Juan Caceres-Mejia v. J. Watson


UNPUBLISHED OPINION FILED. [16-60600 Affirmed] Judge: JLW, Judge: JLD, Judge: LHS. Mandate issue date is 05/04/2018 [16-60600]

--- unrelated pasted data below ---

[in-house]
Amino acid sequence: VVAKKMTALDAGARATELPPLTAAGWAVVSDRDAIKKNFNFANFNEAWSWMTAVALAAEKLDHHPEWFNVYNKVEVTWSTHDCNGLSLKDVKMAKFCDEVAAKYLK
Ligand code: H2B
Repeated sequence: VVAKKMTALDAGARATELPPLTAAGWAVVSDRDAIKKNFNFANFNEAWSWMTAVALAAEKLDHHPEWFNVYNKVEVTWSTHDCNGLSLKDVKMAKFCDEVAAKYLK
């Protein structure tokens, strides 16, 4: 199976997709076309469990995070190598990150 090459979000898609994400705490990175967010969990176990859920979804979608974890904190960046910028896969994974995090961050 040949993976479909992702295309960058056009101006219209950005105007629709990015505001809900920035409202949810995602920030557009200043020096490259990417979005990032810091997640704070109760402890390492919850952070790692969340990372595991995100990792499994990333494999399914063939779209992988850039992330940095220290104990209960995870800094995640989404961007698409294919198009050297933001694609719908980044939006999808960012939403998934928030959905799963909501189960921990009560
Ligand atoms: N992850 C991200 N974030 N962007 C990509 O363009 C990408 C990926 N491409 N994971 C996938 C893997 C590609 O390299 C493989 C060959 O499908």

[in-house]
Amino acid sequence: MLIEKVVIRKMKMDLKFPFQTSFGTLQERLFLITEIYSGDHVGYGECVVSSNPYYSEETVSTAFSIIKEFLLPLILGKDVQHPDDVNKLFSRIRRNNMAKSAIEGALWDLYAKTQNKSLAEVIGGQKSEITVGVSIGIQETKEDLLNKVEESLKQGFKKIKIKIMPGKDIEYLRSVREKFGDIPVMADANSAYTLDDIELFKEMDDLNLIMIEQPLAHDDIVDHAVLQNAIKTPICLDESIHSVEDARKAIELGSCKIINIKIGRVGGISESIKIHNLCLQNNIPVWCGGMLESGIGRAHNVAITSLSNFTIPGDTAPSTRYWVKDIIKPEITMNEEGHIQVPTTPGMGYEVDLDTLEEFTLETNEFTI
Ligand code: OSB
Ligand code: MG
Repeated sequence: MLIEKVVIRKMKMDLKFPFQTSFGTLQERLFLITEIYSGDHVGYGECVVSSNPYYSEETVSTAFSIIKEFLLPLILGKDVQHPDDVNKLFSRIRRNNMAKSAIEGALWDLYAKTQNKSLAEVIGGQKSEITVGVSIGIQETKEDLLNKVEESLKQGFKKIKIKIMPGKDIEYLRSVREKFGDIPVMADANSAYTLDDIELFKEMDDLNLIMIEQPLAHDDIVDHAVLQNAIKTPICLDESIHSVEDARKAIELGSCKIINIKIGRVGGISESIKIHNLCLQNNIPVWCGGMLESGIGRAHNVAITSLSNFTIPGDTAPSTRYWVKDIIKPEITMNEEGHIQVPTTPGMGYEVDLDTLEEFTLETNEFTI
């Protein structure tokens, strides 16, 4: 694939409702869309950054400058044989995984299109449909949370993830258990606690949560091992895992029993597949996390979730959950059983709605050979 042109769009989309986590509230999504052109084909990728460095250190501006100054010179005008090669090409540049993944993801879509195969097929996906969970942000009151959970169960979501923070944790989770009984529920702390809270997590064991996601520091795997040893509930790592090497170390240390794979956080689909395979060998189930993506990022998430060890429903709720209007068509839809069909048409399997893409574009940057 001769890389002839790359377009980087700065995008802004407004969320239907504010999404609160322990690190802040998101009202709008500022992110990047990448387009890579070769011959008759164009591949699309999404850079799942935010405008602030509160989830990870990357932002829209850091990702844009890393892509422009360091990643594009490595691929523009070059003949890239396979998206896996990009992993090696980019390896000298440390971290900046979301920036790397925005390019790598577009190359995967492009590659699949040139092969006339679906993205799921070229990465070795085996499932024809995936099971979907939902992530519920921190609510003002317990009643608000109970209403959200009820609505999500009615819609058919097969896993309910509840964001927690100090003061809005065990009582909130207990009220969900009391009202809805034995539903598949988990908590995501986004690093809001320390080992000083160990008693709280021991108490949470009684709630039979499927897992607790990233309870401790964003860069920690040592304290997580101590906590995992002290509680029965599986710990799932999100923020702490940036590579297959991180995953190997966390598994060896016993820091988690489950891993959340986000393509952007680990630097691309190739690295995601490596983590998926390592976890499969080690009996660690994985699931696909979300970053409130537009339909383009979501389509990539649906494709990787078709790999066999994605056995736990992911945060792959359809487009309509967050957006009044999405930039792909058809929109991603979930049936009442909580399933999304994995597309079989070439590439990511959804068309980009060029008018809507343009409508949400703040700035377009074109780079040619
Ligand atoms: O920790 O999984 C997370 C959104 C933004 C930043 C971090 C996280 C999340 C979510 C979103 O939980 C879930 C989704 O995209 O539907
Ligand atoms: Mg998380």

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Case: 16-60600 Document: 00514427898 Page: 1 Date Filed: 04/12/2018 IN THE UNITED STATES COURT OF APPEALS FOR THE FIFTH CIRCUIT United States Court of Appeals Fifth Circuit No. 16-60600 Summary Calendar FILED April 12, 2018 Lyle W. Cayce Clerk JUAN CARLOS CACERES-MEJIA, Plaintiff-Appellant v. J. WATSON, Food Service Supervisor of Trinity Service Group (Adams Correctional Center), Defendant-Appellee Appeal from the United States District Court for the Southern District of Mississippi USDC No. 5:16-CV-3 Before WIENER, DENNIS, and SOUTHWICK, Circuit Judges. PER CURIAM: * Defendant-Appellant Juan Carlos Caceres-Mejia, formerly federal prisoner # 69134-379, filed a pro se civil complaint in January 2016 in which he named J. Watson, the food service manager for Trinity Services Group (TSG) at the Adams County Correctional Center, as the only defendant. Caceres-Mejia paid the $400 filing fee. Pursuant to 5TH CIR. R. 47.5, the court has determined that this opinion should not be published and is not precedent except under the limited circumstances set forth in 5TH CIR. R. 47.5.4. * Case: 16-60600 Document: 00514427898 Page: 2 Date Filed: 04/12/2018 No. 16-60600 The magistrate judge (MJ), after warning Caceres-Mejia that his case could be dismissed if he failed to timely serve the defendant and file proof of service, as required by Federal Rule of Civil Procedure 4, recommended that the action be dismissed without prejudice for failure to comply with court orders or timely serve process. Caceres-Mejia objected to the MJ’s report, asserting that he had served Watson by mail at an address in Florida. On August 17, 2016, the district court adopted the MJ’s report and dismissed Caceres-Mejia’s civil action without prejudice. The district court considered Caceres-Mejia’s objection, but determined that he had not complied with Federal Rule of Civil Procedure 4. On appeal, Caceres-Mejia contends that he properly served Watson via mail. He notes that he filed proof-of-service forms in the district court. A district court may dismiss an action sua sponte for failure to prosecute or to comply with any court order. See McCullough v. Lynaugh, 835 F.2d 1126, 1127 (5th Cir. 1988). Federal Rule of Civil Procedure 4(m) provides that, “if a defendant is not served within 120 days after the complaint is filed, the court . . . must dismiss the action without prejudice to the defendant or order that service be made within a specified time.” A plaintiff’s failure to comply with the time requirement of Rule 4(m) “authorizes a district court to dismiss an action without prejudice, except upon a showing of good cause.” Lozano v. Bosdet, 693 F.3d 485, 487 (5th Cir. 2012). We review dismissals under Rule 4(m) and Rule 41(b) for abuse of discretion. See Coleman v. Sweetin, 745 F.3d 756, 766 (5th Cir. 2014); Thrasher v. City of Amarillo, 709 F.3d 509, 511 (5th Cir. 2013). “Generally, an abuse of discretion only occurs where no reasonable person could take the view adopted by the trial court. If reasonable persons could differ, no abuse of 2 Case: 16-60600 Document: 00514427898 Page: 3 Date Filed: 04/12/2018 No. 16-60600 discretion can be found.” Dawson v. United States, 68 F.3d 886, 896 (5th Cir. 1995) (quotation and citation omitted). Service by mail is not expressly permitted by Federal Rule of Civil Procedure 4; however, an individual may be served by “following state law for serving a summons in an action brought in courts of general jurisdiction in the state where the district court is located or where service is made.” FED. R. CIV. P. 4(e)(1). Mississippi procedural law permits service of a summons and complaint by mail. See MISS. R. CIV. P. 4(c)(3), (5). Caceres-Mejia has not followed state law for service of summons. He has not filed the requisite proof to establish that Watson acknowledged service of process. See MISS. R. CIV. P. 4(c)(3)(B), (f). The record also shows that CaceresMejia failed to use the “restricted delivery” option as specified by the Mississippi rules for serving a defendant outside the state by certified mail. See MISS. R. CIV. P. 4(c)(5). Caceras-Mejia cannot demonstrate that the district court abused its discretion in dismissing his action without prejudice. See Thrasher, 709 F.3d at 511; Dawson, 68 F.3d at 896. We therefore AFFIRM the judgment of the district court. 3

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